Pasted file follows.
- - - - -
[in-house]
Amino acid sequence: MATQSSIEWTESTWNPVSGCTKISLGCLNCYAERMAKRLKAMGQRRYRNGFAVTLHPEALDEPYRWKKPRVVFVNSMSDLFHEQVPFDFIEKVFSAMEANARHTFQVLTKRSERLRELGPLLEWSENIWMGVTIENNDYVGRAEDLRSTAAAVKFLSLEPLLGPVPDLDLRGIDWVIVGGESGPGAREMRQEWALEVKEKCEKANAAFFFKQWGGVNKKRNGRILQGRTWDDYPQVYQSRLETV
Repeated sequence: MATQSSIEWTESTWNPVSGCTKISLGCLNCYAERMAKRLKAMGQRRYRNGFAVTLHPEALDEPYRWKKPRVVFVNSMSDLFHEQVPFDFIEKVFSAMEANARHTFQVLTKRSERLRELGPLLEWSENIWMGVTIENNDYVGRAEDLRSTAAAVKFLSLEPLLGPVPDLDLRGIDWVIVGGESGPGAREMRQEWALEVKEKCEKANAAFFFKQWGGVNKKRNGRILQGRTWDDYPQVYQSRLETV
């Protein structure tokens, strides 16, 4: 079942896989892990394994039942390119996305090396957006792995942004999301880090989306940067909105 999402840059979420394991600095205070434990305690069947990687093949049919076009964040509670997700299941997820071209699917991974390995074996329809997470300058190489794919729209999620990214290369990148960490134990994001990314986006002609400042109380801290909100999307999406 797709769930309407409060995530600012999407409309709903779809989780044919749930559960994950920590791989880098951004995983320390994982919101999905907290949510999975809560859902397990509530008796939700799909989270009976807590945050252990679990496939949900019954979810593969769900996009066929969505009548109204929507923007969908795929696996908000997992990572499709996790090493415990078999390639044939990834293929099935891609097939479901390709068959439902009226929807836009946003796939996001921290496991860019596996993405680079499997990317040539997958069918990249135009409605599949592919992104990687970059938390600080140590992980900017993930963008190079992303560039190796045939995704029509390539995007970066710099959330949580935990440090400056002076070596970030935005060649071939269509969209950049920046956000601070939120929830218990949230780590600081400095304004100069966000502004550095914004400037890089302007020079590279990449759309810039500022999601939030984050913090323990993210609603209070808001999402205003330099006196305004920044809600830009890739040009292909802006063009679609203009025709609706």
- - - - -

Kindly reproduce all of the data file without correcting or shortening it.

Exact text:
[in-house]
Amino acid sequence: MATQSSIEWTESTWNPVSGCTKISLGCLNCYAERMAKRLKAMGQRRYRNGFAVTLHPEALDEPYRWKKPRVVFVNSMSDLFHEQVPFDFIEKVFSAMEANARHTFQVLTKRSERLRELGPLLEWSENIWMGVTIENNDYVGRAEDLRSTAAAVKFLSLEPLLGPVPDLDLRGIDWVIVGGESGPGAREMRQEWALEVKEKCEKANAAFFFKQWGGVNKKRNGRILQGRTWDDYPQVYQSRLETV
Repeated sequence: MATQSSIEWTESTWNPVSGCTKISLGCLNCYAERMAKRLKAMGQRRYRNGFAVTLHPEALDEPYRWKKPRVVFVNSMSDLFHEQVPFDFIEKVFSAMEANARHTFQVLTKRSERLRELGPLLEWSENIWMGVTIENNDYVGRAEDLRSTAAAVKFLSLEPLLGPVPDLDLRGIDWVIVGGESGPGAREMRQEWALEVKEKCEKANAAFFFKQWGGVNKKRNGRILQGRTWDDYPQVYQSRLETV
């Protein structure tokens, strides 16, 4: 079942896989892990394994039942390119996305090396957006792995942004999301880090989306940067909105 999402840059979420394991600095205070434990305690069947990687093949049919076009964040509670997700299941997820071209699917991974390995074996329809997470300058190489794919729209999620990214290369990148960490134990994001990314986006002609400042109380801290909100999307999406 797709769930309407409060995530600012999407409309709903779809989780044919749930559960994950920590791989880098951004995983320390994982919101999905907290949510999975809560859902397990509530008796939700799909989270009976807590945050252990679990496939949900019954979810593969769900996009066929969505009548109204929507923007969908795929696996908000997992990572499709996790090493415990078999390639044939990834293929099935891609097939479901390709068959439902009226929807836009946003796939996001921290496991860019596996993405680079499997990317040539997958069918990249135009409605599949592919992104990687970059938390600080140590992980900017993930963008190079992303560039190796045939995704029509390539995007970066710099959330949580935990440090400056002076070596970030935005060649071939269509969209950049920046956000601070939120929830218990949230780590600081400095304004100069966000502004550095914004400037890089302007020079590279990449759309810039500022999601939030984050913090323990993210609603209070808001999402205003330099006196305004920044809600830009890739040009292909802006063009679609203009025709609706």